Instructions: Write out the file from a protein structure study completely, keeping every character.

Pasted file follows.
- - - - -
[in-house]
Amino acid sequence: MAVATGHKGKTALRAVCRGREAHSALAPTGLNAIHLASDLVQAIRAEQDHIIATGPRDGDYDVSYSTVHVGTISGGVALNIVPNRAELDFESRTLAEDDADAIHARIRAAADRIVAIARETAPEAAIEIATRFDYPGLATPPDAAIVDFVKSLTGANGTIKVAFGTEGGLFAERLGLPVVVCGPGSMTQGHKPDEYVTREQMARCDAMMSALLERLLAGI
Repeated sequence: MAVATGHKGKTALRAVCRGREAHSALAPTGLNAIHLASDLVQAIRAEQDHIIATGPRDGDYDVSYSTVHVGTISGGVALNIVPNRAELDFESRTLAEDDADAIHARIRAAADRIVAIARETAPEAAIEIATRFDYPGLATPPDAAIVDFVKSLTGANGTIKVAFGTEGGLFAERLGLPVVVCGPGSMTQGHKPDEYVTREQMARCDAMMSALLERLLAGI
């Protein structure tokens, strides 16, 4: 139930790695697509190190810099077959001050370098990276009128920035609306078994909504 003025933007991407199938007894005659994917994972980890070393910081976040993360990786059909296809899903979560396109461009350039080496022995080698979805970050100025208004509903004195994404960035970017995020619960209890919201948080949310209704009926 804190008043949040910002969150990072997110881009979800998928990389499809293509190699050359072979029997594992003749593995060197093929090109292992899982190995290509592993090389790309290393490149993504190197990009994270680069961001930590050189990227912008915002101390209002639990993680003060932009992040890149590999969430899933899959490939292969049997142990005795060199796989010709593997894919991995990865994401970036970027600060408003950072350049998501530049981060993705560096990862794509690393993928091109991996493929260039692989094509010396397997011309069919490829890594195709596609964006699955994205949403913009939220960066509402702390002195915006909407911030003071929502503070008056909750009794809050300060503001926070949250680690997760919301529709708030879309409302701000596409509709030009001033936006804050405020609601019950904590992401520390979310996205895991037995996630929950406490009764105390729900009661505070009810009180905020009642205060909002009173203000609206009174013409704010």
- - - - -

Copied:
[in-house]
Amino acid sequence: MAVATGHKGKTALRAVCRGREAHSALAPTGLNAIHLASDLVQAIRAEQDHIIATGPRDGDYDVSYSTVHVGTISGGVALNIVPNRAELDFESRTLAEDDADAIHARIRAAADRIVAIARETAPEAAIEIATRFDYPGLATPPDAAIVDFVKSLTGANGTIKVAFGTEGGLFAERLGLPVVVCGPGSMTQGHKPDEYVTREQMARCDAMMSALLERLLAGI
Repeated sequence: MAVATGHKGKTALRAVCRGREAHSALAPTGLNAIHLASDLVQAIRAEQDHIIATGPRDGDYDVSYSTVHVGTISGGVALNIVPNRAELDFESRTLAEDDADAIHARIRAAADRIVAIARETAPEAAIEIATRFDYPGLATPPDAAIVDFVKSLTGANGTIKVAFGTEGGLFAERLGLPVVVCGPGSMTQGHKPDEYVTREQMARCDAMMSALLERLLAGI
């Protein structure tokens, strides 16, 4: 139930790695697509190190810099077959001050370098990276009128920035609306078994909504 003025933007991407199938007894005659994917994972980890070393910081976040993360990786059909296809899903979560396109461009350039080496022995080698979805970050100025208004509903004195994404960035970017995020619960209890919201948080949310209704009926 804190008043949040910002969150990072997110881009979800998928990389499809293509190699050359072979029997594992003749593995060197093929090109292992899982190995290509592993090389790309290393490149993504190197990009994270680069961001930590050189990227912008915002101390209002639990993680003060932009992040890149590999969430899933899959490939292969049997142990005795060199796989010709593997894919991995990865994401970036970027600060408003950072350049998501530049981060993705560096990862794509690393993928091109991996493929260039692989094509010396397997011309069919490829890594195709596609964006699955994205949403913009939220960066509402702390002195915006909407911030003071929502503070008056909750009794809050300060503001926070949250680690997760919301529709708030879309409302701000596409509709030009001033936006804050405020609601019950904590992401520390979310996205895991037995996630929950406490009764105390729900009661505070009810009180905020009642205060909002009173203000609206009174013409704010």